Bears

Bears Grades: Broncos limit Langford, Carey to 57 yards rushing

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Bears Grades: Broncos limit Langford, Carey to 57 yards rushing

Without Matt Forte (knee) the Bears turned again to rookie Jeremy Langford and Ka’Deem Carey but with considerably less impact than the pair provided last weekend in St. Louis.

Langford shackled by a penetrating Denver Broncos 3-4 scheme that limited him to 25 yards on 13 carries, using more frequent blitzing then their norm with the intention of getting to Langford before he could turn his shoulders and turn north-south.

[MORE GRADES: QB | RB ]

“Their defense did a great job,” Langford said. “I have to give it to them. At the same time, we just made a couple mistakes that we have to get better at.”

Quarterback Jay Cutler utilized Langford again in the passing game but was not as accurate as he had been in the St. Louis game and Langford was not able to make a couple of adjustments that Forte likely would have.

[SHOP: Gear up Bears fans!]

Langford, targeted six times, catching three for just 17 yards, was slow to adjust his route on a second-quarter Cutler pass into the end zone, with the ball thrown outside and Langford not getting turned from his inside look. Langford also failed to use his footwork to position himself for a jump at a slightly high Cutler throw on a fourth-and-goal attempt in the fourth quarter than went incomplete.

Carey provided some pop in the run game with bursts of nine and six yards as part of his 27 yards in the first half and was effective before suffering a concussion in the third quarter. Carey finished with 32 yards on his nine carries.

Moon's Grade: D

Jay Cutler is the most unsurprising 'breakout star' of 'Very Cavallari'

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USA TODAY

Jay Cutler is the most unsurprising 'breakout star' of 'Very Cavallari'

After producing one-liners as amusing as “I’m looking to do the exact opposite of work,” in his reality TV debut, Jay Cutler was at it again.

The former Bears quarterback had more gems to offer in the second episode of his wife’s reality show, “Very Cavallari.” Cutler’s general apathy towards, well, everything continued.

In one of the more unintentionally funny lines of the show, Kristin Cavallari, Cutler’s wife and the star of the show, said Cutler has no game. Keep the giggles to yourselves, Bears fans.

She wistfully talked about how much fun the couple used to have early in their relationship until Cutler cut her off and said “You decided to go to bed at 8:45 every night.”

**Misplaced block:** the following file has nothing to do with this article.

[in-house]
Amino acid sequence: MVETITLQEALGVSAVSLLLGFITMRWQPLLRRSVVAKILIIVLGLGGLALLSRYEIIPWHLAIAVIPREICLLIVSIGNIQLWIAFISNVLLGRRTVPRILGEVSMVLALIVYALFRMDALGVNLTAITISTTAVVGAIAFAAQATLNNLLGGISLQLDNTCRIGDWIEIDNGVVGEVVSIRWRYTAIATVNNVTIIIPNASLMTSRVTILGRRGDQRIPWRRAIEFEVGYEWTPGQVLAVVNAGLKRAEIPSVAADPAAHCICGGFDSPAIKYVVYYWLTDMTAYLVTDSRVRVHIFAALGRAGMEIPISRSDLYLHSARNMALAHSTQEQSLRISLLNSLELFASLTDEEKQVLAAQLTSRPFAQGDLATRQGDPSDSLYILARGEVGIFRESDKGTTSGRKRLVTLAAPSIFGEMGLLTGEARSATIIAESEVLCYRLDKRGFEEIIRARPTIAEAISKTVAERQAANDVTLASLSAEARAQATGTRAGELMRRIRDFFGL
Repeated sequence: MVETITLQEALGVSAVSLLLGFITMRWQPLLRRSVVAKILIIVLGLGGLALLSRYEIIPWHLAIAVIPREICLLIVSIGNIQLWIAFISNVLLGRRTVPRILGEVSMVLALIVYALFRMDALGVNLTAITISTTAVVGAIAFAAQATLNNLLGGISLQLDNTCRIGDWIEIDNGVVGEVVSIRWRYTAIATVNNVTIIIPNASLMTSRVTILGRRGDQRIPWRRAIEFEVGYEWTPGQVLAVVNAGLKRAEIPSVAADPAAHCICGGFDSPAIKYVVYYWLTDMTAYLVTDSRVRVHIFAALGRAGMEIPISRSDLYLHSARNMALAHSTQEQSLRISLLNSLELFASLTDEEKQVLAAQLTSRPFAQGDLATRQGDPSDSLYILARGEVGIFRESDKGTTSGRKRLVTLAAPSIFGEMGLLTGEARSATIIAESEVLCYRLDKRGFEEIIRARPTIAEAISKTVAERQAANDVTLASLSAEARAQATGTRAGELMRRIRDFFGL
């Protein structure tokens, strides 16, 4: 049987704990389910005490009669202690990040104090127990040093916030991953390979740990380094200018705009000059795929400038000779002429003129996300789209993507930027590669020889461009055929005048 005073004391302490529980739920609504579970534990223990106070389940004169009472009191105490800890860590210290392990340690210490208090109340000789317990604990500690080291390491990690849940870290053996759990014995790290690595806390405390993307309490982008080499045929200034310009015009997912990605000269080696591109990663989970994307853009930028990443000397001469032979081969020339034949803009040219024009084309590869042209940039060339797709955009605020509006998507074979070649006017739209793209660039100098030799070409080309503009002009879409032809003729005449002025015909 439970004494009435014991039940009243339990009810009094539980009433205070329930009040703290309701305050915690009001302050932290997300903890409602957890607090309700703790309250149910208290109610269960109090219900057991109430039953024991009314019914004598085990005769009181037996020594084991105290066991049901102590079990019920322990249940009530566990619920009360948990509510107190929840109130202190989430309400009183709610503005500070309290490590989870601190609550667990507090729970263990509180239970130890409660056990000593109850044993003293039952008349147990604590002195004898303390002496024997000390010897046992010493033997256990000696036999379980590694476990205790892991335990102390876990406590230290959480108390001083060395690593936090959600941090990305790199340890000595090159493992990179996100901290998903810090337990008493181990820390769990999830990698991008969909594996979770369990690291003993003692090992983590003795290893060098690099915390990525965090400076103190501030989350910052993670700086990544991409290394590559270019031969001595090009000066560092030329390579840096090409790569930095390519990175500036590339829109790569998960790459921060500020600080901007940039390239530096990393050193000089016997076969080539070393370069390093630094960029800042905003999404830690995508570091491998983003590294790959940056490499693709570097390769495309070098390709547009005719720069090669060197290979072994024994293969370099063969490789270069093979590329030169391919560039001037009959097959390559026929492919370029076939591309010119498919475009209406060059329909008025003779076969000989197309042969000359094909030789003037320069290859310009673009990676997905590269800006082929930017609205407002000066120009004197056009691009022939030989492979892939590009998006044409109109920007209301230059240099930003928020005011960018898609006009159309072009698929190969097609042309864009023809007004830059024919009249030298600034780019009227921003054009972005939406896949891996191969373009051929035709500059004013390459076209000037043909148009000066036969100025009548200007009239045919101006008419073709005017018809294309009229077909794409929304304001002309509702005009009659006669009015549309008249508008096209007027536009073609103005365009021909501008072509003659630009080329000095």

“He can be a little s*** sometimes, but he makes me laugh,” Kristin Cavallari said of her husband on the show.

That line might be something Bears fans can relate to.

While the show has plenty of your standard reality show drama, Cutler’s scenes are a humorous change of pace. The way things are going, Cutler could be in for a bigger part. In the meantime, maybe Bears fans will skip around until Cutler appears on camera.

Who knew? Bears fans, Kristin. All Bears fans knew.

Roquan Smith not among Bears rookies reporting to training camp

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USA Today

Roquan Smith not among Bears rookies reporting to training camp

Chicago Bears first-round pick Roquan Smith won't be reporting to Bourbonnais with the rest of the team's rookie class Monday, according to NFL Network's Ian Rapoport. His absence won't be considered a holdout until veterans are required to report on July 19.

Smith is among several top-10 picks without a contract but is the first who will grab headlines. Chicago's training camp starts earlier than most this year because of their participation in the Hall of Fame Game on August 4. The extra week of camp makes Smith's contract status less concerning, even if it spills into the first few practices.

Still, we aren't too far removed from Joey Bosa's lengthy contract dispute with the Los Angeles Chargers that centered around offset language and his signing bonus.

Generally speaking, teams want offset language in rookie contracts as protection in the event they decide to cut a player in his fourth season. If the contract doesn't include offset language, the player is entitled to all of the money in that fourth season from his original team while also eligible to sign elsewhere. Teams don't want to pay that money while the player wants the ability to double dip.

This is one of the few issues that can result in a holdout now that the rookie wage scale is in place. Smith, most likely, isn't arguing over dollars. Instead, it's about contract language, which can get dicey.

We'll know more about how far apart the Bears and Smith are on his contract come July 19, when this disagreement will officially become a holdout.